" There are so many majestic parts of Ireland - we were in stunning Connemara last weekend as our 13-year-old, Conor, was in Irish College there - but the family connection as well as the beauty is what keeps drawing us back home to Kerry. My cousin still farms the same farm my Dad grew up on, and I have lots of other cousins farming around Killarney, so down the years, my city kids have had a chance to see what true country living is. That's important to me, as we should all remember our roots."

Marian Keyes is also a regular Kerry-goer, staying at the Park Kenmare or the Europe in Killarney, and most recently tweeting cheerily from the bottom of Carrauntoohil. Speaking of which, Norah Casey, another Kerry fan, climbed the country's highest mountain a few weeks ago, and travels back regularly. "My father had a firm belief that you shouldn't holiday abroad until you'd seen the whole of Ireland," she tells me. "So we had some wonderful holidays in almost every county. Now I spend at least three months of the year travel-writing; I'm just back from Thailand, so having a holiday at home is even more precious. My mum is from Leitrim, so it's a special place for myself and my son Dara, but Kerry is perhaps my spiritual home. Climbing Carrauntoohil was the best feeling in the world, with Mother Nature providing the most stunning backdrop. When we married, Richard and I lived in London and we were both working in far-flung corners of the world - we choose Dingle for our honeymoon, which was magical."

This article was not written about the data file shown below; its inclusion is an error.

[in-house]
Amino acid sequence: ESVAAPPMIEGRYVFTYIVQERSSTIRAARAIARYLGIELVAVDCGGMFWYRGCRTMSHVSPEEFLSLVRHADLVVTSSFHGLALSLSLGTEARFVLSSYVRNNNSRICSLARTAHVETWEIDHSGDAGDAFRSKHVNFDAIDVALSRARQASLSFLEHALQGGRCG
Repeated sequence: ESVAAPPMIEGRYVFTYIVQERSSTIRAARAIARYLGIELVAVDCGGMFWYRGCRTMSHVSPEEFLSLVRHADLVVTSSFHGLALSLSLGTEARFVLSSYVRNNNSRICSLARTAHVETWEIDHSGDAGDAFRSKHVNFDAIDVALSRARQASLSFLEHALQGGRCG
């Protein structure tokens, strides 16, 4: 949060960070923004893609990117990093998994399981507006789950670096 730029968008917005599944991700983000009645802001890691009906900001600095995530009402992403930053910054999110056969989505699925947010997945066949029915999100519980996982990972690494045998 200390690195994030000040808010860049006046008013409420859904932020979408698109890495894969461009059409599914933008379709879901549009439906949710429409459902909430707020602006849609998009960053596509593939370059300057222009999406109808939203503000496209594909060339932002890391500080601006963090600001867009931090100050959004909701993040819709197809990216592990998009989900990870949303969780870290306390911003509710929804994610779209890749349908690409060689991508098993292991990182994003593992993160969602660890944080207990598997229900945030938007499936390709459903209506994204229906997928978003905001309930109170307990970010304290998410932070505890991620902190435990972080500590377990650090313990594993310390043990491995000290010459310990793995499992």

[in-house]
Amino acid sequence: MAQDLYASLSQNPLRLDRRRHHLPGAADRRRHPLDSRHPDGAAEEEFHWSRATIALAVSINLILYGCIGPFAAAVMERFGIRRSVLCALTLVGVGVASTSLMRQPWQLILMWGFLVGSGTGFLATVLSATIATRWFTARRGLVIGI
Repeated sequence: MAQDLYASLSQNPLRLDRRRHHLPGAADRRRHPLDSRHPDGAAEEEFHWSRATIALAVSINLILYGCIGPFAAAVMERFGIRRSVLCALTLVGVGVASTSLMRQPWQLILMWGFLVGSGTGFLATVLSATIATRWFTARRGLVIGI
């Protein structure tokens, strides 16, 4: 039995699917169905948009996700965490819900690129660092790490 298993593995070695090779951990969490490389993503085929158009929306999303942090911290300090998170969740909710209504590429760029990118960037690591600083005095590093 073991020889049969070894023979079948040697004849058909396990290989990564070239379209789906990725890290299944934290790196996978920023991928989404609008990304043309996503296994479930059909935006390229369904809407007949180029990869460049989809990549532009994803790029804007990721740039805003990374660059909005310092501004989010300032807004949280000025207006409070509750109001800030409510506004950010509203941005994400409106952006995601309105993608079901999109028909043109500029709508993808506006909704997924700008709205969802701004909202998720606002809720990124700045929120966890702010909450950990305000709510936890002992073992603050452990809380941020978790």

Gabriel Byrne spent his honeymoon in Kenmare, after marrying Hannah Beth last year, while over at Parknasilla, Colin Farrell, Rachel Weisz and Daniel Craig have all spent some relaxing time. Author Sinead Moriarty, who's latest novel The Secret's Sisters Keep is out now, is another Kerry perennial, and explains the appeal to me thus: "On a sunny day there is no more stunning landscape than the lakes of Killarney. My favourite walk is the Torc waterfall and Muckross Lake loop, the scenery is breathtaking and lifts your spirits."